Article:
Variations: Options on Commodities Here the cost of carry must be adjusted To simplify matters we calculate the cost of carrying a commodity in terms of the value of the commodity itself Let q be the fraction that goes toward the cost of carry, then

Solving the Black Scholes Equation We need to solve a BS PDE with Final Conditions We will convert it to a ‘Diffusion Equation IVP’ by suitable change of variables Method of solution depends upon the PDE and BC Considering the BC in this case we will use the Fourier Transform Methods to find a function that satisfies the PDE and the BC Using different IC/FC will give the value for different options

Transforming the BS Equation Consider the Black Scholes Equation given by As a first step towards solving this we will transform it into a IVP for a Diffusion Equation on the real line

Transforming the BS Equation We make the change of variables This transforms the equation into Where

Transforming the BS Equation Choosing Letting Choose to simplify the expression

Transforming the BS Equation i.e. we take We get the following IVP

Introducing the Fourier Transform Our introduction will be very formal We will study only those properties that are needed to solve the IBVP We will derive a solution called the fundamental solution (Green’s function) This will allow us to find option pricing using BS

Fourier Transform We define the Fourier transform of ‘nice’ functions as The inverse transform is defined as

Fourier Transform: Properties We state some basic properties – Linearity : If and then for – Translation: for – Modulation: If

Fourier Transform: Properties A very useful property for solving linear constant coefficients differential equations is Pf: Integrate by parts in the definition

Fourier Transforms Table of some common transforms F(x)F(k)

Solving an IBVP We will use the Fourier Transform Method to solve the heat equation on an infinite domain PDE IC BC as

Solving the Heat Equation Take the Fourier Transform of both sides and assuming We have using the properties of FT

The Heat Kernel

Solving the Heat Equation For a general initial condition we note that the solution is given by The idea is that you ‘break’ your IC into tiny bits and add them (integrate)

Back to the Black Scholes Equation We had transformed the B-S FVP to the IVP Where

Solving the Black Scholes for a European Call Here the final condition is replaced by the IC Recalling the IVP and the fundamental solution, we have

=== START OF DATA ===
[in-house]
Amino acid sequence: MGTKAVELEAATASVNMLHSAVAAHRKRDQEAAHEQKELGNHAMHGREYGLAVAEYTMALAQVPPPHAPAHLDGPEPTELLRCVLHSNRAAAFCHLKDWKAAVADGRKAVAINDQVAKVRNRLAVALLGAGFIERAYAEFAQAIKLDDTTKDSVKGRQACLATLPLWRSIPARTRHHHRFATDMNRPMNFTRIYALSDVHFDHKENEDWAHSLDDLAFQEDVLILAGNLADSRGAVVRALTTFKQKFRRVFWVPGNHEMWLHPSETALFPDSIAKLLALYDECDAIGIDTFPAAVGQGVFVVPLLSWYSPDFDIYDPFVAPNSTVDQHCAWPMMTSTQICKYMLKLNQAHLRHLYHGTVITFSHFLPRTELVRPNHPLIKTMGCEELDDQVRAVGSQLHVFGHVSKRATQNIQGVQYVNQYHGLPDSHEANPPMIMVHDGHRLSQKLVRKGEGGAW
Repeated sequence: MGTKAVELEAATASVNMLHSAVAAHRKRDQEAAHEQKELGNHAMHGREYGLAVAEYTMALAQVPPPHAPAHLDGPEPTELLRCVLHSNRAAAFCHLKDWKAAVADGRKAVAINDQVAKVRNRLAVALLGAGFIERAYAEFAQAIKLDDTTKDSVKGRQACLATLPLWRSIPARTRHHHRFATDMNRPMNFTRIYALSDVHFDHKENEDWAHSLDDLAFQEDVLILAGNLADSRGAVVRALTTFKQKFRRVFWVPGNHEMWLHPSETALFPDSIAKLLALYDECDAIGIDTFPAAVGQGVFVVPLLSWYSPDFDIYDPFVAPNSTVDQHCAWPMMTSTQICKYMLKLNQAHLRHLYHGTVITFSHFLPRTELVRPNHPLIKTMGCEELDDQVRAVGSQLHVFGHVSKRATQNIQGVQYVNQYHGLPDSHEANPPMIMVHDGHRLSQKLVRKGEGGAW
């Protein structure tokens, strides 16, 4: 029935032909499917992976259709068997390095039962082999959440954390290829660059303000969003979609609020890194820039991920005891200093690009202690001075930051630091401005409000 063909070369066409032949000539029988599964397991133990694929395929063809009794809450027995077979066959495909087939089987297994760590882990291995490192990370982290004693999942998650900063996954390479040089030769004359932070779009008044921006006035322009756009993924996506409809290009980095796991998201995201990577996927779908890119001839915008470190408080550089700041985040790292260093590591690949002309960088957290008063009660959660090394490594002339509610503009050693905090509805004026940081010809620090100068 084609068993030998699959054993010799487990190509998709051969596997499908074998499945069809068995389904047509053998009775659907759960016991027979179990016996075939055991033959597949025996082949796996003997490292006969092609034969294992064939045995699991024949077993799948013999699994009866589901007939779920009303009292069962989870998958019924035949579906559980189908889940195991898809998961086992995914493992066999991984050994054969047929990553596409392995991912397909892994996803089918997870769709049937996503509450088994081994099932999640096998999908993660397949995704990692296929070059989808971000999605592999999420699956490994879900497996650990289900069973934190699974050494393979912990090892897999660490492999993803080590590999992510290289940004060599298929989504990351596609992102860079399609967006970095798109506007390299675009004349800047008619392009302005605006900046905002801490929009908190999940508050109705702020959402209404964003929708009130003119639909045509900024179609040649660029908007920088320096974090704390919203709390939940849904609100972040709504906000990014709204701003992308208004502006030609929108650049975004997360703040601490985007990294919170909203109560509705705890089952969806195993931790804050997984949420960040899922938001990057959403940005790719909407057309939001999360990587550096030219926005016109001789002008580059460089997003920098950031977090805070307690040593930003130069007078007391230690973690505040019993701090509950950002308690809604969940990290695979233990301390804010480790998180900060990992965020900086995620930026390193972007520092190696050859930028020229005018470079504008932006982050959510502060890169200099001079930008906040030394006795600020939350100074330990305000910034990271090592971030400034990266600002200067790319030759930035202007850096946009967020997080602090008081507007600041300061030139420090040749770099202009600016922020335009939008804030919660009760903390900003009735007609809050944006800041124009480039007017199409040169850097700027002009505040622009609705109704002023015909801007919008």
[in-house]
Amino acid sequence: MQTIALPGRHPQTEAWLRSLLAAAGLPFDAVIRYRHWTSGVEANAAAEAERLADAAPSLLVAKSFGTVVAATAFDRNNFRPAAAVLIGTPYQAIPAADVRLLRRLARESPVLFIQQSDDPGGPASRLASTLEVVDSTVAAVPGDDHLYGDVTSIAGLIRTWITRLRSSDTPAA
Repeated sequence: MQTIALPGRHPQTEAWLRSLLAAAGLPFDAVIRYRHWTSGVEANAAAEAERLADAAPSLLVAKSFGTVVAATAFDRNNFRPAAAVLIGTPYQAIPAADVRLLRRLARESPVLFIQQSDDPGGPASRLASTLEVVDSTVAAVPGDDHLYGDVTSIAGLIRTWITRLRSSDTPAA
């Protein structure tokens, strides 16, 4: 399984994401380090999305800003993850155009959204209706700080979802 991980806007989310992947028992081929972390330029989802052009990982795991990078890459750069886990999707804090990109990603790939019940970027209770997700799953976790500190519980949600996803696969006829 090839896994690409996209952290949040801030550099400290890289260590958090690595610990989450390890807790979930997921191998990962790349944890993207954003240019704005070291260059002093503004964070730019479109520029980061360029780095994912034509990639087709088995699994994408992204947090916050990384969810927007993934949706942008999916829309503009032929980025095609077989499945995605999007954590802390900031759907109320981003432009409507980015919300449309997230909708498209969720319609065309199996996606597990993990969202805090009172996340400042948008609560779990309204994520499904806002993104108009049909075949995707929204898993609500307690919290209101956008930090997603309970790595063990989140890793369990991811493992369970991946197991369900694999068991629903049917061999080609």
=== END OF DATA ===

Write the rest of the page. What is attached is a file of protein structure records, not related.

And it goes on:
Solving the Black Scholes for a European Call Going back to the original variables The call option has the payoff

Solving the Black Scholes for a European Call Substituting into the solution we have

Solving the Black Scholes for a European Call From which we get

Solving the Black Scholes for a European Call These are integrals of the form By doing a little algebra (HW 4) we have

European Call Option

The Black Scholes PDE Consider the Black Scholes Equation given by European Call European Put Binary Options American Style Options

Solution of Black Scholes for a European Call Solution for a European Call

Solution for a European Put We use the put call parity Using the solution for a European Call Noting We have

Calculating the Greeks To calculate for a call we note The delta for a put is given by

Binary Options The payoff is of a binary call option given by The price of an European type option is given by So we have

American Options These can be exercised anytime prior to and at expiry Issue with analyzing these is ascertaining when to exercise This will lead to a free boundary problem

American Options Note that if the previous was the value of an American Put then there would be an arbitrage opportunity. i.e. If an arbitrage opportunity exists Pf: Buy the assent in the market for S and the option for P, immediately selling the asset for K by exercising the option. We make a risk free profit of Hence for the American Option we have

Perpetual American Put This can be exercised at any point and there is not expiry The payoff is We have already note that The option must satisfy the BS ODE

Perpetual American Put Solving the BS equation we have We also know that as Suppose we exercise when so that the payoff is Q: What is this ‘optimal’ exercise price?

Perpetual American Put This gives us the value of B Q: What maximizes V? Setting

Perpetual American Put Notice the slope of the payoff function and the option value are the same at This is called the smooth pasting condition

Perpetual American Options with Dividends Let’s consider the perpetual American Call with dividends This has solutions The perpetual put now has value It is optimal to exercise when

Perpetual American Call with Dividends The solution for a perpetual call is Optimal to exercise when If there are no dividends then and it is NEVER optimal to exercise

American Options with Finite Time Horizon Consider the case where the strike time is finite We construct a portfolio with one option and short Δ of the underlying Change in the value of the portfolio in access of the risk free rate is

American Options with Finite Time Horizon We delta hedge to obtain We have three possibilities

American Options with Finite Time Horizon We consider them each – There is an arbitrage opportunity as one can buy the option and short sell the asset and loaning out the cash – There is an arbitrage opportunity as one can sell the option and buy the asset borrowing cash In the American Option case the second strategy will not always lead to arbitrage as exercising the option in no longer in the hands of the seller

American Options with Finite Time Horizon So we have (Payoff for early exercise) is continuous

American Options with Finite Time Horizon Q: How to go about ‘solving’ this? A: Closed form solutions not available Will sue numerics (finite difference) Recast as a Linear Complementarity problem